I, of course, think that rational discussion is better than violence and think that’s one of the strengths of the parliamentary system. But I also know that the parliamentary system is built on violence and there is an enduring obligation on those who want civility to ensure that people can participate meaningfully and substantively in that civil politics. Letting racists run wild is not protecting civil debate and it opens the door to legitimate forms of protest that are not just strongly worded letters to editors.
We run the risk here of believing all political intuition to be legitimate and authentic. We should not. Most political opinions are formed by watching television shows and listening to pop music. I think every superstar should hire a sort of political tutor to inform their world views. How great would it be for Katy Perry to start talking legal theory intelligently and insightfully? It would be the best. It would be the best.
But we don’t live in that glorious utopia. Instead, we live in a world where commercial interests try to get our attention by offering the outrageous, the scandalous, the sensational, and the obscene. In this way, the news media shapes our views of the world not by giving us a diet of what is good to consume, but by giving us junk that makes us intellectually flabby.
I’ve argued a lot that the media should be helping us to shape the kind of society that we want. One way it could do that is by not rewarding attention-seekers with attention when they trash public debate.
Jason Wilson — former University of Canberra academic who now resides in the US — disagrees and argues that the media should give the attention-seekers more attention:
More fundamentally, it’s crucial for journalists to help us understand the society we live in, and how far right ideas so easily, and so often, gain a foothold in mainstream political discourse. If there isn’t a clear line between mainstream conservatism and the far right, it’s a journalist’s responsibility to point that out.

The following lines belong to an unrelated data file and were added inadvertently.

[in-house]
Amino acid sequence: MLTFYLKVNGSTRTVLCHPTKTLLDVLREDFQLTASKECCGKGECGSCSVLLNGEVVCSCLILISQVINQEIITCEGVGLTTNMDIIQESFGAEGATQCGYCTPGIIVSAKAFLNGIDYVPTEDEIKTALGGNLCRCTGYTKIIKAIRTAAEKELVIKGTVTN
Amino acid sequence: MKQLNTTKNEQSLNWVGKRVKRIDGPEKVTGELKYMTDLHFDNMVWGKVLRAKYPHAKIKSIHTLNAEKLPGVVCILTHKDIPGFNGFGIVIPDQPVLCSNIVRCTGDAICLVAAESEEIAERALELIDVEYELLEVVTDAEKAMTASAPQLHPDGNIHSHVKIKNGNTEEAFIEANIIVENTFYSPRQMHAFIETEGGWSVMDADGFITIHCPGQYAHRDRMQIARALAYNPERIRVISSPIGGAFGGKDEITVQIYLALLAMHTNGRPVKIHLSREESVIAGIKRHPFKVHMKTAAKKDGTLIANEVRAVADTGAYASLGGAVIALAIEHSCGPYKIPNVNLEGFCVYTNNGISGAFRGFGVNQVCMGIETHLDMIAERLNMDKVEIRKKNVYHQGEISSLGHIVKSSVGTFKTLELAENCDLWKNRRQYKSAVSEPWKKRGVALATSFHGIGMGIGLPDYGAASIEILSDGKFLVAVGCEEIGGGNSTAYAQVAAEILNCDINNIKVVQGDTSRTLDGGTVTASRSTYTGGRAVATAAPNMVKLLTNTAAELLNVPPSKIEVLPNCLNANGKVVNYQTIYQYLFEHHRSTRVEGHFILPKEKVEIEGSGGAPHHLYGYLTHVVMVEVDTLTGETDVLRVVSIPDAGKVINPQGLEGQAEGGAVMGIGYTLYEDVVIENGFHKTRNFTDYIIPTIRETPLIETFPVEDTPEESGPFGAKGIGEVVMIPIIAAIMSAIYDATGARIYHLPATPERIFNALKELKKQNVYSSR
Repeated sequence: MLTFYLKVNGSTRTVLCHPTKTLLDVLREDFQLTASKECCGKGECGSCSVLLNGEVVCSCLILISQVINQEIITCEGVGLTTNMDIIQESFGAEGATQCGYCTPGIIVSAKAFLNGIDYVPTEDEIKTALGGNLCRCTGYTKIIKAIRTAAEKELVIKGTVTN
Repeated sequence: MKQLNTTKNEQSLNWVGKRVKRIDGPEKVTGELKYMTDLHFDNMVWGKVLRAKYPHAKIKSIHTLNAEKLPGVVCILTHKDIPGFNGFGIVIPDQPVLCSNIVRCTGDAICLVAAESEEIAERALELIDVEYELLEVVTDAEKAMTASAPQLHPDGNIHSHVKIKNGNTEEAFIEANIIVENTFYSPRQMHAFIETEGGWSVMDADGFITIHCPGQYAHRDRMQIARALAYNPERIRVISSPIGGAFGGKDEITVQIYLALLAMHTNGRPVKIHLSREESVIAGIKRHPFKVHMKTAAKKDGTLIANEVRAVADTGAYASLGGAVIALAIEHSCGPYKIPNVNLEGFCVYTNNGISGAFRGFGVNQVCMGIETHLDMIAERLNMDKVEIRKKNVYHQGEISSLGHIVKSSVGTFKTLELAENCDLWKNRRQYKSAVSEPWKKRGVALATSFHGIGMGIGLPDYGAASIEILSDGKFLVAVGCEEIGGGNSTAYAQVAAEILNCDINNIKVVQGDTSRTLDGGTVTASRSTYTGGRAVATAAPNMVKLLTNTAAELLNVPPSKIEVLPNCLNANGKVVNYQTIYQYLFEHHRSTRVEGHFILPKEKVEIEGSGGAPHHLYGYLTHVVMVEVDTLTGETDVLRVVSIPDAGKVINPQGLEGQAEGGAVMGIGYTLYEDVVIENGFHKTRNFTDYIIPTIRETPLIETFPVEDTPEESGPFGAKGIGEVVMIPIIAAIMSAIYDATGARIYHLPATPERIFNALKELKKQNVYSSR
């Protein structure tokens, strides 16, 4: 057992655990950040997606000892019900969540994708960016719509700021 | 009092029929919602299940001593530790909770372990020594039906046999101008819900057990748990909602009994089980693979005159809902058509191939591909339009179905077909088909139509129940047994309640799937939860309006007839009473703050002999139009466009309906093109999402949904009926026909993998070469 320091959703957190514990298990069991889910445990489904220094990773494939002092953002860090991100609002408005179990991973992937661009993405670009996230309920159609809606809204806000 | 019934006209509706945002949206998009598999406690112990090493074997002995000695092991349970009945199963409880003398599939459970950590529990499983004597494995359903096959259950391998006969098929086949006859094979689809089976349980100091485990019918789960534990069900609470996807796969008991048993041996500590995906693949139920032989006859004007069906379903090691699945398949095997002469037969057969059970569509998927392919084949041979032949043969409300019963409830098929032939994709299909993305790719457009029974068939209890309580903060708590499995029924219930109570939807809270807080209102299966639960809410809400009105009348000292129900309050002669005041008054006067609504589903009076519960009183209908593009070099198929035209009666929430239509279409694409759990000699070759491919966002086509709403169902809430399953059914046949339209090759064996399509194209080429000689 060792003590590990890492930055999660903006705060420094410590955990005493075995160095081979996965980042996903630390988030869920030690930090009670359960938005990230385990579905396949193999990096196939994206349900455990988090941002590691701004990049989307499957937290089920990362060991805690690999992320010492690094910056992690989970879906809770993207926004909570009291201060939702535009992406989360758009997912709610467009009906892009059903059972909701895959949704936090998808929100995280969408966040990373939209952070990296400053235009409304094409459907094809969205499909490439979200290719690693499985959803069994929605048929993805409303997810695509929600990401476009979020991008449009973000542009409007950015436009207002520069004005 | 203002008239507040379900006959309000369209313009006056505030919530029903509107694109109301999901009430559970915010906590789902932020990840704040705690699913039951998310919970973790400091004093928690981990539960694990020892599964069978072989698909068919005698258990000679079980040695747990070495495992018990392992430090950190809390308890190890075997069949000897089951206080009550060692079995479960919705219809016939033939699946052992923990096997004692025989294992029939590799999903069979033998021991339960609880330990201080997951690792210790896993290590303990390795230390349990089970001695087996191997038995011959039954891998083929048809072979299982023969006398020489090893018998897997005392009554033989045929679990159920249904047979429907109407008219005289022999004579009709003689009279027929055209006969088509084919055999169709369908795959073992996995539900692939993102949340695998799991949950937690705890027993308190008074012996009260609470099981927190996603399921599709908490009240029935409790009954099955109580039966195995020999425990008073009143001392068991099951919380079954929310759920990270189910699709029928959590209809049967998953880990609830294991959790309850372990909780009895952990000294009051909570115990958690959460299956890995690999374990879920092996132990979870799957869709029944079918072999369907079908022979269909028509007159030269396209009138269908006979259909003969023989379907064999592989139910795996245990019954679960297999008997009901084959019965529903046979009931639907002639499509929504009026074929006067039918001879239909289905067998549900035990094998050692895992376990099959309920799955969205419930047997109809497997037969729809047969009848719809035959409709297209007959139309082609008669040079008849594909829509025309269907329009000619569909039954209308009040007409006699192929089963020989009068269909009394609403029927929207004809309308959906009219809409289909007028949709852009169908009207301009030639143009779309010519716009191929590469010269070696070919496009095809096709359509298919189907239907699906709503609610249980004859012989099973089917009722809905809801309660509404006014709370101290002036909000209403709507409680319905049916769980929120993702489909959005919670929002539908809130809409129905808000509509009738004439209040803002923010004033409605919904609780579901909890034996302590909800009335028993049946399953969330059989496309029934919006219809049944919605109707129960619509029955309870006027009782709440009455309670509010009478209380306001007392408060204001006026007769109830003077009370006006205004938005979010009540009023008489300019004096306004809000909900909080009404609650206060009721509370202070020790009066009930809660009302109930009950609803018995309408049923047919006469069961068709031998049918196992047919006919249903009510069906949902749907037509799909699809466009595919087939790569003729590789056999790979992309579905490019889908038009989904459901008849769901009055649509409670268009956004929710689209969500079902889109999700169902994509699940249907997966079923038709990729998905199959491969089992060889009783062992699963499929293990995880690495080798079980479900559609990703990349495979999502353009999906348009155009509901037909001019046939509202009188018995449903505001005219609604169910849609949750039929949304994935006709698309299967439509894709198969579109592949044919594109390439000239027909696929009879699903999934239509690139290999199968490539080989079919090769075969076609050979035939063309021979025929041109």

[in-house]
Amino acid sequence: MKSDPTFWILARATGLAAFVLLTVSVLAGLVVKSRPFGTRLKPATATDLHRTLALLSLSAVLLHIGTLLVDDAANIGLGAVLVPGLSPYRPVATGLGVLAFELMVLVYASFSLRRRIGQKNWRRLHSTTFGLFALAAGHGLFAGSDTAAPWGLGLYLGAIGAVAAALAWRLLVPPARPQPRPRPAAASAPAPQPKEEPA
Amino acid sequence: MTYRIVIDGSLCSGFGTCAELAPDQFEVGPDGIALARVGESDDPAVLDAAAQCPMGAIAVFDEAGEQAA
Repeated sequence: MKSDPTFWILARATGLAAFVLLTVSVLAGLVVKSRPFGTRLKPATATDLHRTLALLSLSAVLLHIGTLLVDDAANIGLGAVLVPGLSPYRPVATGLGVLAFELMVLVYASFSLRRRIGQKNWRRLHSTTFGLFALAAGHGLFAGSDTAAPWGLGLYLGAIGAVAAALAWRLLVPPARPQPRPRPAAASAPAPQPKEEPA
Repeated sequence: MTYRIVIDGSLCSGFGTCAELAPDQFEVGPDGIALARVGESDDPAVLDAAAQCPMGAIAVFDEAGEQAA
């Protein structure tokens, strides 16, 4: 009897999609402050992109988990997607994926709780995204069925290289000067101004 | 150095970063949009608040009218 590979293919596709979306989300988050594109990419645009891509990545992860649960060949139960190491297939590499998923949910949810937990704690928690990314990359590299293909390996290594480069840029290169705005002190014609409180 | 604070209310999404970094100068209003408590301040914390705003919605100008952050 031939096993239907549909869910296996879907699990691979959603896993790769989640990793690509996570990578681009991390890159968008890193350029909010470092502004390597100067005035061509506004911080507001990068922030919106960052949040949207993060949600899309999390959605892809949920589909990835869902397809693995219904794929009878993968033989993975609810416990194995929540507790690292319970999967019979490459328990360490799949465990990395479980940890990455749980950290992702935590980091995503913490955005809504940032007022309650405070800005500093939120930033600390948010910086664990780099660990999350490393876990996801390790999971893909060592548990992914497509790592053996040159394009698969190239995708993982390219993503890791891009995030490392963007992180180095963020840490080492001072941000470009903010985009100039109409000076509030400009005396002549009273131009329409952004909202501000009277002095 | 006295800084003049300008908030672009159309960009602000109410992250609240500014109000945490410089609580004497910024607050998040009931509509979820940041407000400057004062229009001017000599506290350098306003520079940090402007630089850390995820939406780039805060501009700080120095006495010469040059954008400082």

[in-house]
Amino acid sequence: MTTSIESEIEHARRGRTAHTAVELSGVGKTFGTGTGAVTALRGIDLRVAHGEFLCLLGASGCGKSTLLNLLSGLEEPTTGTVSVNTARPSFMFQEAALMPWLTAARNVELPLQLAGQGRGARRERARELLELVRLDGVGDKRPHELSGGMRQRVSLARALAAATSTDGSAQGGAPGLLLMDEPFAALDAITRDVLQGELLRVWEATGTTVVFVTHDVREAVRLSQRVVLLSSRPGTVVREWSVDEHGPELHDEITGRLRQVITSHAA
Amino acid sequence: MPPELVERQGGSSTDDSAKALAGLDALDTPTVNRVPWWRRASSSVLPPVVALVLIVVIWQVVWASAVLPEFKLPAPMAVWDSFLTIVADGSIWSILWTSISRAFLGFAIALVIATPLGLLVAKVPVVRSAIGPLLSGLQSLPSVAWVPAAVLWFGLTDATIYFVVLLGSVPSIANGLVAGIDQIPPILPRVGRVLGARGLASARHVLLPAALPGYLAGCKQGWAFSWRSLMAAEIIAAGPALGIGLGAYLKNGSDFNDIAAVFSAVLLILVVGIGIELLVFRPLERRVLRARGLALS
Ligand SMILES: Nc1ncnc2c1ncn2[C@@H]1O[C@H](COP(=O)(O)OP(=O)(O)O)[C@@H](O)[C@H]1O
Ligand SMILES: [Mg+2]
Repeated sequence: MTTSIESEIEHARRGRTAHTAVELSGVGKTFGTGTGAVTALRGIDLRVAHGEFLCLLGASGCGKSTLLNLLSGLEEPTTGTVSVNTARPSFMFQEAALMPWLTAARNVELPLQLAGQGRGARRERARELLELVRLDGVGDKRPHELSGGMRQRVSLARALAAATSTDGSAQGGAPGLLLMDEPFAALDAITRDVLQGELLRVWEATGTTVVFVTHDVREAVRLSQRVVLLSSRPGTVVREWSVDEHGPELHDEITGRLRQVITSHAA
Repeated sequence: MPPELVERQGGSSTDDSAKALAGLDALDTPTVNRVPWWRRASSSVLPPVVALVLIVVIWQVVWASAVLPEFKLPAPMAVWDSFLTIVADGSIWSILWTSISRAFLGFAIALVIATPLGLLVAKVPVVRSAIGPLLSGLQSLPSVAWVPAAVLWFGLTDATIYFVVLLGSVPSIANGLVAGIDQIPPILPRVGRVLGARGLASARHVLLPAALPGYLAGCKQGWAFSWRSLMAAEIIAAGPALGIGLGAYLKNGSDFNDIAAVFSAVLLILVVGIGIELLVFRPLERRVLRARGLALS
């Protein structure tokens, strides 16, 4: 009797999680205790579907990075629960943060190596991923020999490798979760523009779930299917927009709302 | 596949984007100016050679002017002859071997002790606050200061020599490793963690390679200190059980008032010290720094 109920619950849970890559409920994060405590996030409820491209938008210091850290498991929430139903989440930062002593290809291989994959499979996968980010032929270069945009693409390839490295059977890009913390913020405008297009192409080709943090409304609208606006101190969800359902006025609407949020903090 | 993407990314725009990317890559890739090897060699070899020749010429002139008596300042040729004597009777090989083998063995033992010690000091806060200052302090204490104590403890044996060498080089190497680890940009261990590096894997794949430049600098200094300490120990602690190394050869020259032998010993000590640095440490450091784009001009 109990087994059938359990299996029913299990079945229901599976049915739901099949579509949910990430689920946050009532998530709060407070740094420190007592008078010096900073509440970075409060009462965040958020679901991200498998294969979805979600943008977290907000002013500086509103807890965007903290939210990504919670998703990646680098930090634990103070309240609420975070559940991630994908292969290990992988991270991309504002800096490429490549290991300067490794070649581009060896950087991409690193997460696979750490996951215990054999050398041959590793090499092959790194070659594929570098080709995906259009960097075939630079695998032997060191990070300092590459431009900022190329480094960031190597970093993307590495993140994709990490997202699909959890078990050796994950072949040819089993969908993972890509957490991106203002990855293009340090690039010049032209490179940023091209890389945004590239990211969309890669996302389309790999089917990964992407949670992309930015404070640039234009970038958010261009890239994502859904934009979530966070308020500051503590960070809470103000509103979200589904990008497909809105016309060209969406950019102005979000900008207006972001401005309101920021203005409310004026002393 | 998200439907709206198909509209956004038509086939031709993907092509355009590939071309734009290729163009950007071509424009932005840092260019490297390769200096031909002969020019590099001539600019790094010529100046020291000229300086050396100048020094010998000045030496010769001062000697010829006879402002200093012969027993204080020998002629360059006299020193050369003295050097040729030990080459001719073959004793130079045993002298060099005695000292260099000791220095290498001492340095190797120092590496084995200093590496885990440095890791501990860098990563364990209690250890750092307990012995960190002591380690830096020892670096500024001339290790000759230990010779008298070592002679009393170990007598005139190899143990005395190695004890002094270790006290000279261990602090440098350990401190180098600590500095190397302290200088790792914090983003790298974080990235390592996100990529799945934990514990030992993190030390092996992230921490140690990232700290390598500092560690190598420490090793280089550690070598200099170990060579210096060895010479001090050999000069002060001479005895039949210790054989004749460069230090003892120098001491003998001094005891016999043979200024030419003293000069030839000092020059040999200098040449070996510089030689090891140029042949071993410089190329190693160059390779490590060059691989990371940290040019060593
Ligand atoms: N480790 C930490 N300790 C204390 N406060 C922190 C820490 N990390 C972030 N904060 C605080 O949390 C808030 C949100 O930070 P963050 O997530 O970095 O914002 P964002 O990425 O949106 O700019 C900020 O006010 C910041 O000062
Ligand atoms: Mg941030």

Jilly Willy, of course, has this backwards. The far right gets a foothold in mainstream political discourse by farming attention. It is almost guaranteed this attention by journalists in desperate need of some outrage-bait. So by giving them more attention, they are more likely to get a foothold in public debate.
Wilson, like many liberal weenies, underestimates the power of the media. It is not a neutral, independent recorder of facts. Through editorial decisions, it shapes how people see the world and directs where people will invest their attention. If the media stopped encouraging people to pay attention to the worst parts of political debate, those elements of society would largely die off.
This all returns me neatly to the start of this blog post. We are given a lot of opportunities at the moment to challenge the structures which are keeping the stupid wars raging. The next part of Camus’ quote asks us to turn our attention outwards. The stupidity persists because we are too caught up in ourselves to notice the bigger picture and to notice how we, collectively, can do better. But it also encourages us to move away from our immediate impulses. Terry Barnes wants to be seen as a centrist, but we should not let him. Jason Wilson wants the media to give more attention to the alt-right, but we should not let it. If we don’t fix these deep structural problems with our political system, the stupidity will continue to insist.